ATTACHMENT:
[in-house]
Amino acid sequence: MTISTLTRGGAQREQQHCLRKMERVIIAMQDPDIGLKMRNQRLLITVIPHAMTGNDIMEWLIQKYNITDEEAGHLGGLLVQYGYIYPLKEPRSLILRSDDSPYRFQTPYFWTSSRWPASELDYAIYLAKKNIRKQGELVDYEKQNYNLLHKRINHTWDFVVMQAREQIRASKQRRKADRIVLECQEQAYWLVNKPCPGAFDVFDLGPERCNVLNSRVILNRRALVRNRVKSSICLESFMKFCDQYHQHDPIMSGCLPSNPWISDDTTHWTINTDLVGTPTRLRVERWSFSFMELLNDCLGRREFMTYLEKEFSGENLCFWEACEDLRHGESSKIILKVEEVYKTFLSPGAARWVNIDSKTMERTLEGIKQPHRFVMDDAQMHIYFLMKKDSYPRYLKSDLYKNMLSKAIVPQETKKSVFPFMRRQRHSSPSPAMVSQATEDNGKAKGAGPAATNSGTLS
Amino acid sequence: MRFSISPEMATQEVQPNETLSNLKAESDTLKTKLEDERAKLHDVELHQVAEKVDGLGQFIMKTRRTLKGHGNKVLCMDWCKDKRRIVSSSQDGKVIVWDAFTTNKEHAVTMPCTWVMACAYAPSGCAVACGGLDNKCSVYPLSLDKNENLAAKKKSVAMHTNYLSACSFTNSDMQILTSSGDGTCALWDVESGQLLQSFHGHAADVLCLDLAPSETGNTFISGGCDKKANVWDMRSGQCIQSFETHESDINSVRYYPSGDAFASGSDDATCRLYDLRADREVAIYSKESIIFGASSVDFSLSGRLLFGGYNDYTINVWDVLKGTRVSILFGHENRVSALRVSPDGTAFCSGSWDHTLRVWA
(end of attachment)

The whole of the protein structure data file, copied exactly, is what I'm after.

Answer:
[in-house]
Amino acid sequence: MTISTLTRGGAQREQQHCLRKMERVIIAMQDPDIGLKMRNQRLLITVIPHAMTGNDIMEWLIQKYNITDEEAGHLGGLLVQYGYIYPLKEPRSLILRSDDSPYRFQTPYFWTSSRWPASELDYAIYLAKKNIRKQGELVDYEKQNYNLLHKRINHTWDFVVMQAREQIRASKQRRKADRIVLECQEQAYWLVNKPCPGAFDVFDLGPERCNVLNSRVILNRRALVRNRVKSSICLESFMKFCDQYHQHDPIMSGCLPSNPWISDDTTHWTINTDLVGTPTRLRVERWSFSFMELLNDCLGRREFMTYLEKEFSGENLCFWEACEDLRHGESSKIILKVEEVYKTFLSPGAARWVNIDSKTMERTLEGIKQPHRFVMDDAQMHIYFLMKKDSYPRYLKSDLYKNMLSKAIVPQETKKSVFPFMRRQRHSSPSPAMVSQATEDNGKAKGAGPAATNSGTLS
Amino acid sequence: MRFSISPEMATQEVQPNETLSNLKAESDTLKTKLEDERAKLHDVELHQVAEKVDGLGQFIMKTRRTLKGHGNKVLCMDWCKDKRRIVSSSQDGKVIVWDAFTTNKEHAVTMPCTWVMACAYAPSGCAVACGGLDNKCSVYPLSLDKNENLAAKKKSVAMHTNYLSACSFTNSDMQILTSSGDGTCALWDVESGQLLQSFHGHAADVLCLDLAPSETGNTFISGGCDKKANVWDMRSGQCIQSFETHESDINSVRYYPSGDAFASGSDDATCRLYDLRADREVAIYSKESIIFGASSVDFSLSGRLLFGGYNDYTINVWDVLKGTRVSILFGHENRVSALRVSPDGTAFCSGSWDHTLRVWA